During the 2023 regular legislative session, Gov. Kay Ivey and some members of the Alabama Legislature urged discretion on state finances when determining what would be appropriate for the budget surpluses from fiscal year 2022.
However, the escalating costs of projects like the West Alabama Corridor, the two mega-prisons and an executive branch willing to accept those costs suggest a contradiction to that approach.
During an interview with Mobile radio's FM Talk 106.5, State Sen. Arthur Orr (R-Decatur) acknowledged some of the problems were beyond the executive branch's control given the escalating costs of construction. However, the Morgan County Republican lawmaker questioned if the construction managers were not taking advantage of the State of Alabama.
"Some of that is beyond their control," he said. "I do have a lot of questions about the prisons and the contractors that were hired to give us the cost estimate early on and then the explosion of costs. I fear there has not been good management. And again, I don't directly blame the executive for that. I think a lot of it is beyond that at the contractor level, where they know they've got the state on the hook, and they're using their position to make a very, very extensive and probably excess profit."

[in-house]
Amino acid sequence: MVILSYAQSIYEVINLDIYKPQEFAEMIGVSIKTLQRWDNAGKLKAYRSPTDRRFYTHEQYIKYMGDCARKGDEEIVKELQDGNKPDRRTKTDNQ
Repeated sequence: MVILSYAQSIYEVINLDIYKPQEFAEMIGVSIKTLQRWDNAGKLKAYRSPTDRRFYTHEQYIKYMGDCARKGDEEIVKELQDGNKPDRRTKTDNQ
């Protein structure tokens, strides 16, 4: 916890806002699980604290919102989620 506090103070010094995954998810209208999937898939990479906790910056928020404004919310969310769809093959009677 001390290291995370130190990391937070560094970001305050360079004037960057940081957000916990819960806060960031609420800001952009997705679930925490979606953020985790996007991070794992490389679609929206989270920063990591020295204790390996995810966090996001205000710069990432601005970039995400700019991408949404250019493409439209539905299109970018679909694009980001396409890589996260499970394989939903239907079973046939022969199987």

Orr argued the construction manager in the prisons' case ought to have to be held accountable to the extent that could have been negligence.
"We've all seen the explosion in costs of construction in the last three or four years — going back COVID versus pre-COVID years, and then post-COVID," Orr added. "Again, I lay a lot of the responsibility on the construction manager. I won't mention the firm's name, but I seriously question the pricing that they gave us, the estimates that they gave us and how they've been handling and managing this project and had told the executive branch leadership the same. I think they ought to be held accountable or at least reviewed and discerned there was some negligence there that ought to be held financially accountable."
Montgomery-based Caddell Construction was hired in 2022 to build the Elmore County mega-prison facility.
Jeff Poor is the editor in chief of 1819 News and host of "The Jeff Poor Show," heard Monday-Friday, 9 a.m.-noon on Mobile's FM Talk 106.5. To connect or comment, email jeff.poor@1819News.com or follow him on Twitter @jeff_poor.
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